Captain America's Shield Belongs to the Government in Full Civil War Scene Breakdown

Thursday, 03 December 2015 - 12:01PM
Marvel
Captain America: Civil War
Thursday, 03 December 2015 - 12:01PM
Captain America's Shield Belongs to the Government in Full Civil War Scene Breakdown
Tony Stark has been critical of government interference in the past, but after creating Ultron and nearly ending the world, he's reconciling himself to a little oversight, and becoming a complete company man in the process. In a new scene breakdown from EW's Civil War issue, he flexes his authoritarian muscles and fans the flames in the conflict between himself and Steve Rogers:

Opening quote
Here's the scene: An elevator opens in the op-center, and Steve Rogers and his friend Sam Wilson, a.k.a. Anthony Mackie's Falcon, walk out – with a silent T'Challa (the public identity of Chadwick Boseman's Black Panther) walking in front of them alongside the government attaché played by Martin Freeman. Scarlet Johansson's Black Widow is with them, and she's not saying anything either.
 
Something bad has gone down. Cap and Falcon were involved. It did not go well. They have handed over their vibranium shield and flying apparatus before being allowed access to this place. The pair look like they're being sent to the principal's office.
 
"You guys want to take a seat?" Widow says. "And try not to break anything while we fix this."
 
Stark, who hasn't yet had his beat-down, is on his cell phone with U.S. Secretary of State Thaddeus Ross (William Hurt) as Cap and Falcon step into the nerve center of the intelligence office. "No, Romania was not sanctioned by the accords … Col. Rhodes is supervising clean-up … Yes, there will be consequences …" Stark looks irritated, tired. "Obviously, you can quote me on that. I just said it."
 
He hangs up, and beholds his Avengers.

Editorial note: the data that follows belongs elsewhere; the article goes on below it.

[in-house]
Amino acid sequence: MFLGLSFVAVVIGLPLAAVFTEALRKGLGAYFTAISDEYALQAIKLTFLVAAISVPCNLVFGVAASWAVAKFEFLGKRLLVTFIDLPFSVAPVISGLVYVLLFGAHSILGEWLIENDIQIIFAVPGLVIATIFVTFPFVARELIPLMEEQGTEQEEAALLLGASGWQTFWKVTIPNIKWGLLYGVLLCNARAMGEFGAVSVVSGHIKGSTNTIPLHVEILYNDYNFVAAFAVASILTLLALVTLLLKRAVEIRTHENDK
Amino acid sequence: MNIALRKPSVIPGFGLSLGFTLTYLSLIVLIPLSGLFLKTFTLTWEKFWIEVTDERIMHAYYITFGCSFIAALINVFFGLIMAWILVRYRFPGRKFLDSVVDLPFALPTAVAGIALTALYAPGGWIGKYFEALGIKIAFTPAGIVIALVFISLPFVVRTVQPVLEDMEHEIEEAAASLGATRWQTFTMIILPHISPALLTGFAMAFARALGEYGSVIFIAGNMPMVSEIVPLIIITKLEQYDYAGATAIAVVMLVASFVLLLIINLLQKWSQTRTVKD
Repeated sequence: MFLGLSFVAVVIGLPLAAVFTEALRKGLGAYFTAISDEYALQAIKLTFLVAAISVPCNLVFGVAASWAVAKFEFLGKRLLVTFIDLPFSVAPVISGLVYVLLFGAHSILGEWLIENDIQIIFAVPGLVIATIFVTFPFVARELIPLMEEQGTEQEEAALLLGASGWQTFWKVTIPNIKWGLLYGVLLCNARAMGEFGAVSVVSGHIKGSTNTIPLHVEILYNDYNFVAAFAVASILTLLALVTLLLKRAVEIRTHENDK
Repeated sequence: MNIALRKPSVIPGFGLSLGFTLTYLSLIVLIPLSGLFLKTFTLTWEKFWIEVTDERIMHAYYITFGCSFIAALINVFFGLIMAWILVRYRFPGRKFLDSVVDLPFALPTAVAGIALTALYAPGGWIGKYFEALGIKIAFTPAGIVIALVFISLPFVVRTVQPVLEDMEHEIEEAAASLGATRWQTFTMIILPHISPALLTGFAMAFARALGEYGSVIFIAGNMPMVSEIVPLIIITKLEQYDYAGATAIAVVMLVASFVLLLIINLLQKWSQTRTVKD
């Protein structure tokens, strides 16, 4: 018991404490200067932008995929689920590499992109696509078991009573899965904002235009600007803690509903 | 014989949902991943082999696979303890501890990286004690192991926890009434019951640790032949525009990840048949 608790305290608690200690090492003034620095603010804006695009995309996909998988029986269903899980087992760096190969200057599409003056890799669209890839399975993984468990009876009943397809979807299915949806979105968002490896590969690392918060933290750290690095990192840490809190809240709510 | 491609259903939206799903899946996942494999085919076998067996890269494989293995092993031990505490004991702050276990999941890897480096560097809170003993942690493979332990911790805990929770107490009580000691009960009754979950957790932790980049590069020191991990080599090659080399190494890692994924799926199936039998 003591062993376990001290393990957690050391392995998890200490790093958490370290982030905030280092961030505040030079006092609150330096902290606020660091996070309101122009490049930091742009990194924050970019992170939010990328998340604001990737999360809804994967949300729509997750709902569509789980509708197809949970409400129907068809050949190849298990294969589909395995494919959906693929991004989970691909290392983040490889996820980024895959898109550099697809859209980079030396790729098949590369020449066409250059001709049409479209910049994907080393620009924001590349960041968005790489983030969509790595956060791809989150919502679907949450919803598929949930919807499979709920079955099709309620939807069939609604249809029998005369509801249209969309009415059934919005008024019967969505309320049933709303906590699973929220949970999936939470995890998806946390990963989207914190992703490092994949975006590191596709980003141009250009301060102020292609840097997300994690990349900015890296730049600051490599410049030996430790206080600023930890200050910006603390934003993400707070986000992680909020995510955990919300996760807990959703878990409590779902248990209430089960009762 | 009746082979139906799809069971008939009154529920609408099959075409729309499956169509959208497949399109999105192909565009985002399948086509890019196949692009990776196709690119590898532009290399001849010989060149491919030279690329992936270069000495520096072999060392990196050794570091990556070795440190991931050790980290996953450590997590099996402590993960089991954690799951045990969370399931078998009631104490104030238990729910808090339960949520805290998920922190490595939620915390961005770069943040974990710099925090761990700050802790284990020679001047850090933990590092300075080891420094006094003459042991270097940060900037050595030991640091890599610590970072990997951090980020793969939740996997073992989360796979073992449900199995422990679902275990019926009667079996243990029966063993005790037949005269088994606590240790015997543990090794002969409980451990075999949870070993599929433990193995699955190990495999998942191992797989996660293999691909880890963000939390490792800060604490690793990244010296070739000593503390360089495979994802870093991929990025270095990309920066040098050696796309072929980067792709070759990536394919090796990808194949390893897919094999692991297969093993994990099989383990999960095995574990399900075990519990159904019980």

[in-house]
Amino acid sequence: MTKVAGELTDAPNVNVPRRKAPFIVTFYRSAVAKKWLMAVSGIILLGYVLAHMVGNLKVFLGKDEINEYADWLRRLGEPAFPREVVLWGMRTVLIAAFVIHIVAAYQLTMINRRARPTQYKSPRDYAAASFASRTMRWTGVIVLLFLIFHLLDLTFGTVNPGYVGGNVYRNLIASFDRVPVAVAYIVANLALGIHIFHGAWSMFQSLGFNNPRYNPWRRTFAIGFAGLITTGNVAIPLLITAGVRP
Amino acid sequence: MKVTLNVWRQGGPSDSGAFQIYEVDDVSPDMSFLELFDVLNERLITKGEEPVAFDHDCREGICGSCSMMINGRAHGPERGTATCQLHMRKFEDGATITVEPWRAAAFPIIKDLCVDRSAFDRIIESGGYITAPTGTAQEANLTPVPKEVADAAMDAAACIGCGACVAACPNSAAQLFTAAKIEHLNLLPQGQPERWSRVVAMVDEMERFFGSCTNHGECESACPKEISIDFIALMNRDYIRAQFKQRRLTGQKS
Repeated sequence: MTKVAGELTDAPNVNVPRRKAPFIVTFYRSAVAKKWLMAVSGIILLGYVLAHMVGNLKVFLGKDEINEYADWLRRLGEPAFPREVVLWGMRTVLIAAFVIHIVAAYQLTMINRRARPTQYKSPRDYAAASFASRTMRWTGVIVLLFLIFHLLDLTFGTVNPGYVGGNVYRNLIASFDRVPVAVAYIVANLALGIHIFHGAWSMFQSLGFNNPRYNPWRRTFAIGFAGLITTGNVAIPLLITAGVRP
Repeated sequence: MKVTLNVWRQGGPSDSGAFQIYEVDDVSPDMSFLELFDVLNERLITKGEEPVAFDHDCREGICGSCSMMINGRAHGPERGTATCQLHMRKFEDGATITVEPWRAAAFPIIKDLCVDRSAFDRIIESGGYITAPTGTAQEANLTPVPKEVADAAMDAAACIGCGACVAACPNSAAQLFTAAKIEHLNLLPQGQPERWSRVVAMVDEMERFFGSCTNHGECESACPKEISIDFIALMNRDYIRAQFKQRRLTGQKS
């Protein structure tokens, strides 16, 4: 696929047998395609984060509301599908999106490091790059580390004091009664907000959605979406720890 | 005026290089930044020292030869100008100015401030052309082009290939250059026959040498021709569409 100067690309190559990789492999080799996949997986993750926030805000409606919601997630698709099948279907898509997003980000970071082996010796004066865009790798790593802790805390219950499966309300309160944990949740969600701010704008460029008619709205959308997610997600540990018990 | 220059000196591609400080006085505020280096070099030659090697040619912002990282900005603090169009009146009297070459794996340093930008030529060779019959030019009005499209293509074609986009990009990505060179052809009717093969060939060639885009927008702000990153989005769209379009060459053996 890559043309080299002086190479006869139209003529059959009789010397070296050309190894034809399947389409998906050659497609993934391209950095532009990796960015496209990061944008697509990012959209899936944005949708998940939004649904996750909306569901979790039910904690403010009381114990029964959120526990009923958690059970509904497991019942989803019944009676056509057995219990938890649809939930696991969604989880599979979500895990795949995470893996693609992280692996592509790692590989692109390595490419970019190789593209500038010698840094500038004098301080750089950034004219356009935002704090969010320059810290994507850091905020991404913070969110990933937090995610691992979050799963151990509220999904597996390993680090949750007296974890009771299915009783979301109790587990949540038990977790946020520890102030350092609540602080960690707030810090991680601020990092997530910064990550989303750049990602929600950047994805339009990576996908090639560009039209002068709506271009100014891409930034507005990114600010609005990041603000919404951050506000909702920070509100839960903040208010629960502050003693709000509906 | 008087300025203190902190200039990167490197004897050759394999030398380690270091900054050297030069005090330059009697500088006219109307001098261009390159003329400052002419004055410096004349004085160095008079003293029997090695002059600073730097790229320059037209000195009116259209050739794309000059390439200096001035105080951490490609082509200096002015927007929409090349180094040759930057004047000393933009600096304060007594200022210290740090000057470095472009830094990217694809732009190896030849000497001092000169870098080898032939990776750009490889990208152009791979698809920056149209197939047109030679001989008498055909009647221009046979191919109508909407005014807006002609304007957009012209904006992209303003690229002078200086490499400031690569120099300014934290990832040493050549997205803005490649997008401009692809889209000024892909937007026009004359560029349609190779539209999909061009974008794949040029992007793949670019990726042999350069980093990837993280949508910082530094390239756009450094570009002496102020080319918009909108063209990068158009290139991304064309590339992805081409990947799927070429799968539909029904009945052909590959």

"Consequences?" Cap says.
 
"Secretary Ross wanted you both prosecuted," Iron Man answers. "I had to give him something."
 
"I'm not getting that shield back, am I?" Cap says.
 
Black Widow walks ahead, joining Stark. "Technically it belongs to the government. Wings, too," she says.
 
"That's cold," Falcon says.
 
Stark spins on his heel as the two walk away with T'Challa. He flashes a tight, unpleasant smile. "Warmer than jail!" he says.
Closing quote

This scene gets back to the philosophical roots of the conflict between Steve and Tony: security versus liberty. Clearly, Steve and Sam screwed up somehow, and it's somewhat understandable that Tony, Natasha, and T'Challa would think people with that much power should be held accountable. But then again, I'm totally on Team Cap, because I wouldn't trust Tony to exercise that power of oversight in a fair, non-tyrannical way.

Robert Downey Jr. doesn't agree, however, as he thinks that all of Tony's actions are justified. It doesn't even bother him that Tony's painted as the villain of the piece:

Opening quote
"It didn't bother me at all. I've always thought of it in some ways that Tony is the antagonist to himself in his own story, so this isn't a problem. This guy understands problems 'cause he is a problem. And he tends to create problems.

I'm not having to patter around what I think the worldview is. I wholeheartedly agree with what he does in this. Which is, by the way, more than I could say for some of the other movies."
Closing quote

Regardless, this is a much more interesting basis for the conflict of Civil War than the trailer's version, which was basically Tony whining that Cap liked Bucky better than him:



Captain America: Civil War comes out on May 6, 2016.
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Captain America: Civil War